This past summer, Pro Prep hosted their flag football league, a staple within the company that continues to grow. Building off of the success of its debut last September, company co-founder DJ Lalama went to work with his team in order to improve the experience for players, coaches and parents from year one. These efforts were a resounding success, as individuals unable to make the games live were able to tune in via live stream, while mic’d up segments and player features added to the exposure given to those participating. What many don’t know however, are the sacrifices Lalama made behind the scenes in order to ensure the league ran smoothly.

As a member of the Montreal Alouettes and a players’ rep for the CFLPA, he was part of conversations surrounding return to play for the CFL during COVID-19. These discussions took place for the better part of the last year-and-half. As the game’s return became a reality, there was a lot of excitement, but an underlying family health issue made it difficult for Lalama to focus on returning out east.

“The thought of being far away and not necessarily being able to see the people that I needed to see, that made it really difficult. That was item 1A that initially gave me a little bit of hesitation in wanting to report to camp,” he noted.

“Montreal, [General Manager] Danny Maciocia, [Head Coach] Khari Jones, [Special Teams Coordinator] Mickey Donovan, they’ve been nothing but receptive, and obviously I had their blessing to navigate these waters the way that I need to. They said from day one that when things got a little bit better, they’d have open arms for me to return.”

Reason 1B for Lalama not reporting was Pro Prep’s flag football league. Initially, the plan was to have a spring season in May or June which would line up with the end of the high school calendar year – while also allowing Lalama the chance to make it out to Montreal if he was up to it – however the third wave of COVID shut that idea down. With tackle football still uncertain for the fall, Lalama felt it was imperative to stay in the city, in order to – much like the fall prior – offer a safe alternative to tackle in the hopes of getting the athletes involved prepared for whenever the sport returned in full.

“As one of the founders, and the commissioner if you will, there was a sour taste in my mouth with the prospect of being gone when again, these kids had committed to us. I felt like I owed it to them to be committed and to see that league through,” he said.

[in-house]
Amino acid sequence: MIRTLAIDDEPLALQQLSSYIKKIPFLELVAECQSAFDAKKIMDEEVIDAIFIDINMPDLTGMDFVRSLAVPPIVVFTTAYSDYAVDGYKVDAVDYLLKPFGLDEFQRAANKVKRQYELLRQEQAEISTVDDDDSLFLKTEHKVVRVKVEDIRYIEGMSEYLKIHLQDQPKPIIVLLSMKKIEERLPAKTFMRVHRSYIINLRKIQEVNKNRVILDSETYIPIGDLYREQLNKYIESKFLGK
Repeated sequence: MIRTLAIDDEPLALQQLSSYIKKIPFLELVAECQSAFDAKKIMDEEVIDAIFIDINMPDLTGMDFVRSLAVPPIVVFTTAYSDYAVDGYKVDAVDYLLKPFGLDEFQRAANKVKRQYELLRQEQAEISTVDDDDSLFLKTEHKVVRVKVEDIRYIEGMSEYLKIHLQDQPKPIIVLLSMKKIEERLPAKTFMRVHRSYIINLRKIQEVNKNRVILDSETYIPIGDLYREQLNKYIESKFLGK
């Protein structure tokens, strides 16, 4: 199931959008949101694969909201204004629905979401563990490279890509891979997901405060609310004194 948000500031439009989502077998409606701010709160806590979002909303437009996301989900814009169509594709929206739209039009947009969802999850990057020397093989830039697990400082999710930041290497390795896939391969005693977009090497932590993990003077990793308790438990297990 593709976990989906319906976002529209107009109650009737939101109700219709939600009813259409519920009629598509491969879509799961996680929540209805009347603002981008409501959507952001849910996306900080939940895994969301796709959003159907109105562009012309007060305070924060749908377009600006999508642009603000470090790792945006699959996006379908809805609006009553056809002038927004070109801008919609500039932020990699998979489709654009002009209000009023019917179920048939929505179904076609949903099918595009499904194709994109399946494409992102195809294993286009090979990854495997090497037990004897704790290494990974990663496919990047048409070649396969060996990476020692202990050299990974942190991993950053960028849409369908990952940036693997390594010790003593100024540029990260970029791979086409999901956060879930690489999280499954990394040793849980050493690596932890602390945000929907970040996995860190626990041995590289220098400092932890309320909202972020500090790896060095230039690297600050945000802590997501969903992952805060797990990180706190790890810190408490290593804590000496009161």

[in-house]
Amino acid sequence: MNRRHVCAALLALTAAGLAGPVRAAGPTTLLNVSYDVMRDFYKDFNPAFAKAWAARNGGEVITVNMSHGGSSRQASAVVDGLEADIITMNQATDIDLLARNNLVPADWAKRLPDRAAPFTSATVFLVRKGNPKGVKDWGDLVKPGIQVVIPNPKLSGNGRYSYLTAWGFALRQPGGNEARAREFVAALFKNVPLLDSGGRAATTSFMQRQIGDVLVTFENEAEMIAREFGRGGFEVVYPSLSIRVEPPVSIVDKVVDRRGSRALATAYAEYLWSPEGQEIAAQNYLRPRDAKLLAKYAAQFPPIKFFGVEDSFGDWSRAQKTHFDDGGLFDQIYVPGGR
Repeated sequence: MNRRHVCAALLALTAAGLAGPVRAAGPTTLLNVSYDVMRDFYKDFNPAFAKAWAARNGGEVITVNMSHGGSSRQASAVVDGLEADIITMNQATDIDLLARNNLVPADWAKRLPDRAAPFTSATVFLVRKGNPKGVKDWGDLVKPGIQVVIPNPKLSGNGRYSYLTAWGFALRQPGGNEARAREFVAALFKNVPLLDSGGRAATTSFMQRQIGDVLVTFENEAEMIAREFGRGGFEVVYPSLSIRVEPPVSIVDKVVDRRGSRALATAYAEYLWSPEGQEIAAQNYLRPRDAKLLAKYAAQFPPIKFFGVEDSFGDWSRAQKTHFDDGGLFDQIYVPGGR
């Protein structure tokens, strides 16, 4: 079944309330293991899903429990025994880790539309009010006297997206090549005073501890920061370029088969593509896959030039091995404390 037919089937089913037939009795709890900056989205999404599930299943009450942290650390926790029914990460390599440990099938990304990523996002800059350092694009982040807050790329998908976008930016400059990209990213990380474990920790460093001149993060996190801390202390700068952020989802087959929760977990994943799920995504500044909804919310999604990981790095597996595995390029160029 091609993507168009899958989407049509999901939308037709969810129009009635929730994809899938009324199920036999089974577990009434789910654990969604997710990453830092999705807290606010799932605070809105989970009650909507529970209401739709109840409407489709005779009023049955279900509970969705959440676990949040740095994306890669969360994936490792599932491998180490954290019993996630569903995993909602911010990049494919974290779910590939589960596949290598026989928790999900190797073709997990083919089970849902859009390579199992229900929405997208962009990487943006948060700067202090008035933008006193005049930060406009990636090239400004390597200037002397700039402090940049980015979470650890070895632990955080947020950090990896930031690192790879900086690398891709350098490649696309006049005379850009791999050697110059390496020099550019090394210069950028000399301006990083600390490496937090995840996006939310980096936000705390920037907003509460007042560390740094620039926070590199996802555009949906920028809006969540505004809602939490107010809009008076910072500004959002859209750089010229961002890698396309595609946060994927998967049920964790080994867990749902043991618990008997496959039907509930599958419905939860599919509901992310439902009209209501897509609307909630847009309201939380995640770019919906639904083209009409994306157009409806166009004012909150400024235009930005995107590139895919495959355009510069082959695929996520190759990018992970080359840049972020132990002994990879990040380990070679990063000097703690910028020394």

“That, plus the personal matters and the COVID situation made me not 100 percent comfortable leaving. To flip that to a personal side, I knew if I had reported to training camp, I’d be doing my teammates and the organization a disservice, because I know mentally I wouldn’t be 100 percent in Montreal. I’d be worrying about things personally back home as well as professionally with Pro Prep.

That’s not fair to the people who are supposed to be trusting you as a teammate, friend, competitor and employee. As difficult a decision as that was to come to, I do stand by it. I think it was the right decision not only for myself, but for Pro Prep and for everyone who was involved.”

Lalama, who had an excellent team around him to ensure the league ran smoothly, wore many hats which included running social media at times, and also being the point person on various matters. He was thankful for how the community came together and rallied around each other during uncertain times.

“Being at St. Vital Mustangs field, having their cooperation, doing the live stream so that parents would watch when COVID didn’t allow us to have fans, seeing the coaches and how excited they were to pull out their playbook and get back into the mindset of coaching football, it was amazing to see.

From our medical team and making sure that everyone who wanted to play was doing so in a safe manner, the officials getting back out there, Mike Still doing tremendous work on social and promoting players who hadn’t been promoted in two years, it’s just a cumulative effort of what football means in this community. It brings everyone together, and as the commissioner, when all of those component parts pull together and work in the same direction, it’s pretty remarkable the outcome that can be had.”

Lalama and company are excited for year three. There are many plans in the works, all of which are spearheaded by a passion and desire to give back.

“We learned from some mistakes that we think we can do better on, and I think year three will look even better, but we’re offering something that’s needed. We’re offering a service or platform that’s different from anything else in this province. I would like to thank everyone who’s had a piece in making it what it is.”

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